Q: What will happen on my first physical therapy visit?
A: You should arrive 10-15 minutes early for your first appointment in order to allow time to fill out any necessary paperwork. You will then be assessed by a licensed physical therapist who will take a thorough history of your problem, followed by a detailed physical examination. At that time your therapist will discuss the findings of your examination with you and suggest how to proceed with your individualized therapy program. Because the initial assessment is very comprehensive, it may require the entire first visit to complete. In that case, treatment will begin at your next scheduled appointment.

Q: What type of education and license does my therapist have?
A: After obtaining a bachelor’s degree from an accredited university, physical therapists must attend a physical therapy school that is usually affiliated with a medical school. Both master’s and doctoral programs are available and take an additional two to three years for completion. Physical therapists can practice following successful completion of a national physical therapy examination. All physical therapists at St. Elizabeth Sports Medicine take several continuing education courses each year to update and advance their skills in order to better serve our patients.

Q: How long will each session last?
A: Each physical therapy treatment will typically last between 30 and 60 minutes.

Q: Will I always be seen by the same person?
A: We make every attempt to provide the same clinicians for each visit. Our physical therapists work in conjunction with our athletic trainers and physical therapy assistants at each location to provide the best care possible for our patients.

Q: What is a physical therapist assistant?
A: Physical Therapist Assistants (PTA’s) work under the supervision of a licensed physical therapist and assists in the treatment of patients. PTA’s are trained in helping patients with exercises and exercise programs, evaluating data on a patient's progress, using pain relieving techniques and modalities, assisting with patient mobility, and providing therapeutic massage when indicated. PTA’s are required to have a two year Associates Degree in Applied Science from an accredited college/university. Upon graduation they must pass a national examination, administered by the Federation of State Boards of Physical Therapy to receive their state licensure. All PTA’s at St. Elizabeth Sports Medicine are licensed in the State of Kentucky and must meet ongoing continuing education requirements in order to remain licensed.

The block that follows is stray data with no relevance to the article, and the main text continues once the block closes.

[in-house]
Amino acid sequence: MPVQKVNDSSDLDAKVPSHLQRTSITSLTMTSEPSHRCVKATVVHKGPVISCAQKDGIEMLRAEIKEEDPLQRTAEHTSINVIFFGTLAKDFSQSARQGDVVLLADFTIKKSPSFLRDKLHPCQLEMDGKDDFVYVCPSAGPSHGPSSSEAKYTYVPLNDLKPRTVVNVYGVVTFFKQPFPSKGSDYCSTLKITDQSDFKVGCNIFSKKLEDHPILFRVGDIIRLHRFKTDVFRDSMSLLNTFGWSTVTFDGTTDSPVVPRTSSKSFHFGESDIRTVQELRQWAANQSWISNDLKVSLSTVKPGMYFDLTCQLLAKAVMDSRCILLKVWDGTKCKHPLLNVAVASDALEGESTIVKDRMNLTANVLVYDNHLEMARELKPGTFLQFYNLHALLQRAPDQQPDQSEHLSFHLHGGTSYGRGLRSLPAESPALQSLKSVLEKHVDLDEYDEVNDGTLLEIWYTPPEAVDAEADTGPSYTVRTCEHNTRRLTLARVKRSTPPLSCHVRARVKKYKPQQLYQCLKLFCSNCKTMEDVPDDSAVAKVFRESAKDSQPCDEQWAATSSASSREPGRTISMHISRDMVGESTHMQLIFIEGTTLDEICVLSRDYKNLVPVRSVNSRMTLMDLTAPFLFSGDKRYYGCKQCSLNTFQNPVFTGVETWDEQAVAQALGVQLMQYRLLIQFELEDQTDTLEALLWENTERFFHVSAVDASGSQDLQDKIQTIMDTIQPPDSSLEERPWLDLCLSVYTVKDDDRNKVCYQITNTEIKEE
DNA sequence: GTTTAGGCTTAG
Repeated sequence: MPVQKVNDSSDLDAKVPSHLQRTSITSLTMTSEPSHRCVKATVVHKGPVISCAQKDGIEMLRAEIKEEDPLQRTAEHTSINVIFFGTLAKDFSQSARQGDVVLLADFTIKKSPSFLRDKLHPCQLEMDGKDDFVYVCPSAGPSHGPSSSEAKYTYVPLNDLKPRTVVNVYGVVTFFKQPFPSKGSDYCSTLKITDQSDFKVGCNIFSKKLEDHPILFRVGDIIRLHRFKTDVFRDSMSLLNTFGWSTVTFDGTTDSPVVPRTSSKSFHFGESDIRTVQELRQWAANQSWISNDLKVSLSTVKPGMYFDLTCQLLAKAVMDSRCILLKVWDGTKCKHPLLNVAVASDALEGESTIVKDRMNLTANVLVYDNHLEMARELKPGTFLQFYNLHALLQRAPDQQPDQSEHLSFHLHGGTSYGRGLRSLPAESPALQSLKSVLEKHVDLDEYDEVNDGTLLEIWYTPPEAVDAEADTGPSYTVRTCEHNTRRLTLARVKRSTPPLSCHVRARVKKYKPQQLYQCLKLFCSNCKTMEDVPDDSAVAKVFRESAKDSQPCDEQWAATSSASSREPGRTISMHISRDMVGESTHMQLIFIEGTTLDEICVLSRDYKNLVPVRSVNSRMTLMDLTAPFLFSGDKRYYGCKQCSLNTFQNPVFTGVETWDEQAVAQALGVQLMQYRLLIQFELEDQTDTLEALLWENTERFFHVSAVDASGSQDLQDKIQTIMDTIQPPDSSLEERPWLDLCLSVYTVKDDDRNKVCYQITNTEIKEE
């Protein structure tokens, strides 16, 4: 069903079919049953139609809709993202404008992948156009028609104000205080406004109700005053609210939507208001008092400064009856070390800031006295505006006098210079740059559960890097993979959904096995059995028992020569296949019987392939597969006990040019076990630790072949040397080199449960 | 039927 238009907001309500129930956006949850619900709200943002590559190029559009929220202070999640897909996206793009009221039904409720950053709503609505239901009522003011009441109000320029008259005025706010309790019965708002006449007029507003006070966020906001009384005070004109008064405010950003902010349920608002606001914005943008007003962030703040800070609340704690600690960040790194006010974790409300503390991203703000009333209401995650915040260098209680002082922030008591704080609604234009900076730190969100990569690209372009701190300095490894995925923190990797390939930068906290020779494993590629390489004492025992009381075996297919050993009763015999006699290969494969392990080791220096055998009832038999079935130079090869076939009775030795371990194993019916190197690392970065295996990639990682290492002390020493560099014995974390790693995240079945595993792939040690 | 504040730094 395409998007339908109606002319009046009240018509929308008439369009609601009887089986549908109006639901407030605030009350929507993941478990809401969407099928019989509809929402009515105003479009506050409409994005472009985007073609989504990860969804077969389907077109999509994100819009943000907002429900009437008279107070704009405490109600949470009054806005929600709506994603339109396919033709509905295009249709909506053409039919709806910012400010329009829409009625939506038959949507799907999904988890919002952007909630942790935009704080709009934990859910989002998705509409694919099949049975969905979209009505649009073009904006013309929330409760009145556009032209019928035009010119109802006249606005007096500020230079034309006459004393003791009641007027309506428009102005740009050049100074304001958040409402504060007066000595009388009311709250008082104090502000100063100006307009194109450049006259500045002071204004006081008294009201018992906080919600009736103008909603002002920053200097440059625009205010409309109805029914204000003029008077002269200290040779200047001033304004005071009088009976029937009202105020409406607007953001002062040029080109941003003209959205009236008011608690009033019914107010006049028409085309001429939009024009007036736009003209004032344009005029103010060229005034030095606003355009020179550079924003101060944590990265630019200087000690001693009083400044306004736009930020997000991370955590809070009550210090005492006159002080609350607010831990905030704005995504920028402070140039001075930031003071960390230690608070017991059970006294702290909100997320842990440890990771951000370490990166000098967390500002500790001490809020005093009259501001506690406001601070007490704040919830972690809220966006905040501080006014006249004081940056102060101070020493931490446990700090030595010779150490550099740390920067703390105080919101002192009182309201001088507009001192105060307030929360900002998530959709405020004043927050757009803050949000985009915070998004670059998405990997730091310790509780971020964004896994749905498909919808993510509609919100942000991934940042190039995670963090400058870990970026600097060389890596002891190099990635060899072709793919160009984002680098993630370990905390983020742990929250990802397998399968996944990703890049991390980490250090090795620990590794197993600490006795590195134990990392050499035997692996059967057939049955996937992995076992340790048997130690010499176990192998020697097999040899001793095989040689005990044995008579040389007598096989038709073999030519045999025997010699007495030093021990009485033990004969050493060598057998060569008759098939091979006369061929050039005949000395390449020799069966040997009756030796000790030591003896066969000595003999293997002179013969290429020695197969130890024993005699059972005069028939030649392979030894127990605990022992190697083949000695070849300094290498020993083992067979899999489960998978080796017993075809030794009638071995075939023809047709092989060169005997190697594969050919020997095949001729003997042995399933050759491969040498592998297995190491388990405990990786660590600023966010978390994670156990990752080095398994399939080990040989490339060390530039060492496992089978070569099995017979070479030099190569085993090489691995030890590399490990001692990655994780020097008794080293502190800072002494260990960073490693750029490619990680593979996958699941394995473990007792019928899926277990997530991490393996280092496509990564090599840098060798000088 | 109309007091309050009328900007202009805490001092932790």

Q: What is an athletic trainer?
A: Athletic Trainers are health care professionals, who collaborate with physicians and physical therapists to optimize activity and participation of patients and athletes. Certified Athletic Trainers (ATC’s) are medical experts in the prevention and evaluation of injuries, treatment of emergencies, as well as managing and rehabilitating injuries that result from physical activities.

Athletic Training is recognized by the American Medical Association as an allied health care profession. ATC’s work in various setting including the military, physical therapy clinics, hospitals, businesses, secondary schools, colleges/universities and professional sports. In order to become a certified athletic trainer, students must graduate with a bachelors or masters degree from an accredited professional athletic training education program and pass a comprehensive test administered by the Board of Certification. Once certified by the National Board and the KY Board of Medical Licensure our staff of Athletic Trainers must meet ongoing continuing education requirements in order to remain certified.

The Athletic Trainers at St. Elizabeth Sports Medicine are responsible for the athletic coverage of various local high schools, as well as Thomas More College and the Cincinnati Kings.

Q: What is the ImPactTM Test?
A: The ImPact TestTM is a computerized test which can help to measure the cognitive/mental changes that occur when an athlete suffers from a concussion. The test measures attention span, memory, problem solving, and reaction time. The ImPactTM test can help give a physician some objective measures and is used together with a physical examination, balance test, and report of the athletes symptoms, to help make better decisions regarding return to play for the injured athlete.

Q: Why is a baseline test done? 
A: An ImPactTM Baseline Test is done to establish a “baseline” score. In other words, it helps find what is normal for the athlete taking the test. In the event of a concussion, the information from the baseline can be compared to post concussion tests to help determine return to play guidelines.
Q: How long does the test take? 
A: About 30-45 minutes

Q: How is it done?
A: The athlete will sit at a computer and do a variety of tests that measure reaction time and memory. The computer stores the scores for use later in the event of a concussion.
The second component to the program is a balance test that takes about 5 minutes. For this we measure and score the athletes balance based on 6 – 20 second balance tests.

Q: How can my son/daughter receive the baseline test?
A: Baseline testing is available to any athlete over the age of 12.  Call our office at (859) 301-5600 to schedule an appointment.

Q: How long is the baseline test good for?
A: It is recommended that a new baseline be completed every 2 years.  Children and adolescents under the age of 18 undergo cognitive changes as they mature. Repeating the baseline every 2 years should help account for this growth.